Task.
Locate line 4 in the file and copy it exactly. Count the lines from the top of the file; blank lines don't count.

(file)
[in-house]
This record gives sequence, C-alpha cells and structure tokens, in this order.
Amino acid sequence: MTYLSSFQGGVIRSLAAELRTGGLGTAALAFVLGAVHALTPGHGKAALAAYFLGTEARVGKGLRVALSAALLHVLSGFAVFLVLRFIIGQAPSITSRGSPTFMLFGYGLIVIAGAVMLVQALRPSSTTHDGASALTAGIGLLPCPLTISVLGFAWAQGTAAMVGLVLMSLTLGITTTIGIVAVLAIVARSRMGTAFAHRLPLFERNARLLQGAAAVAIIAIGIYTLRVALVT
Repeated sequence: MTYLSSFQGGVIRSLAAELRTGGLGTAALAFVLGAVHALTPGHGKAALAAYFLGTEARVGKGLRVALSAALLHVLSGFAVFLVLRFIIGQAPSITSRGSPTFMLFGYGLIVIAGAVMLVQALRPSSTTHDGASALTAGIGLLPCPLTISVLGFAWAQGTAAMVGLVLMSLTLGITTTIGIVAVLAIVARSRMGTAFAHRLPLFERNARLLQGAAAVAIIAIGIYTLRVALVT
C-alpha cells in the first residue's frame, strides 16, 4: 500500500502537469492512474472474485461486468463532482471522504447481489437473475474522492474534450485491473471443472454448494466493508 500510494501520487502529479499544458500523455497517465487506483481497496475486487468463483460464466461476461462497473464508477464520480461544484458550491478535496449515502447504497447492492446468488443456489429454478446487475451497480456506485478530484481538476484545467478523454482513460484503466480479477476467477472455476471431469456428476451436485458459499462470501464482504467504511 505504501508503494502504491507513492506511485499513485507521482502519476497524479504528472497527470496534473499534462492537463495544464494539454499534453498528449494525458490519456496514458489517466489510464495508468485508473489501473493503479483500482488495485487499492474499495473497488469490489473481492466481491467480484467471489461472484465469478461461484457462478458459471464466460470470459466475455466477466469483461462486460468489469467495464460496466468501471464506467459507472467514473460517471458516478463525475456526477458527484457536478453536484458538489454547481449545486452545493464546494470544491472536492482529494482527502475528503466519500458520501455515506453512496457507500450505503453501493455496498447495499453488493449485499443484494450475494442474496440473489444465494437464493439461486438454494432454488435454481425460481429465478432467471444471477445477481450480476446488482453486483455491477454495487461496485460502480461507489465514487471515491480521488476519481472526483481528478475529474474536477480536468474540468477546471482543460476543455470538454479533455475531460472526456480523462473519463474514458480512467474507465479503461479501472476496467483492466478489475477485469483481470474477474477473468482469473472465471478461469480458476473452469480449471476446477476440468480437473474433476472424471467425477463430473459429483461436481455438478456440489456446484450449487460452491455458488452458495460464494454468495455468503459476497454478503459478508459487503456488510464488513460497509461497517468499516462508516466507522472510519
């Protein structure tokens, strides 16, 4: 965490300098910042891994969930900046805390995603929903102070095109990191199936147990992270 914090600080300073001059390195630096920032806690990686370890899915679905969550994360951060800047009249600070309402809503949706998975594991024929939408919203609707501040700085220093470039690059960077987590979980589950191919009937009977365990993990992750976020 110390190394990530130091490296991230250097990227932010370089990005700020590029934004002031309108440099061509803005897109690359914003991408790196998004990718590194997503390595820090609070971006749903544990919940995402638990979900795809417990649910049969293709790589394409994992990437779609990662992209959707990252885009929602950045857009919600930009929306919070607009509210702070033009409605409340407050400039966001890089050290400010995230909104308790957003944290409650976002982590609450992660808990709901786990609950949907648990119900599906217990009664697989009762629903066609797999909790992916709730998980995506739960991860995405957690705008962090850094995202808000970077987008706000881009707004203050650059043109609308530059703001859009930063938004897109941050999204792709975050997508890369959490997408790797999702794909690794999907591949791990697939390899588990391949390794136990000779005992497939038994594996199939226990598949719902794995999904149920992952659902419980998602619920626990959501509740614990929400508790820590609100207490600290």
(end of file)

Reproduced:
Repeated sequence: MTYLSSFQGGVIRSLAAELRTGGLGTAALAFVLGAVHALTPGHGKAALAAYFLGTEARVGKGLRVALSAALLHVLSGFAVFLVLRFIIGQAPSITSRGSPTFMLFGYGLIVIAGAVMLVQALRPSSTTHDGASALTAGIGLLPCPLTISVLGFAWAQGTAAMVGLVLMSLTLGITTTIGIVAVLAIVARSRMGTAFAHRLPLFERNARLLQGAAAVAIIAIGIYTLRVALVT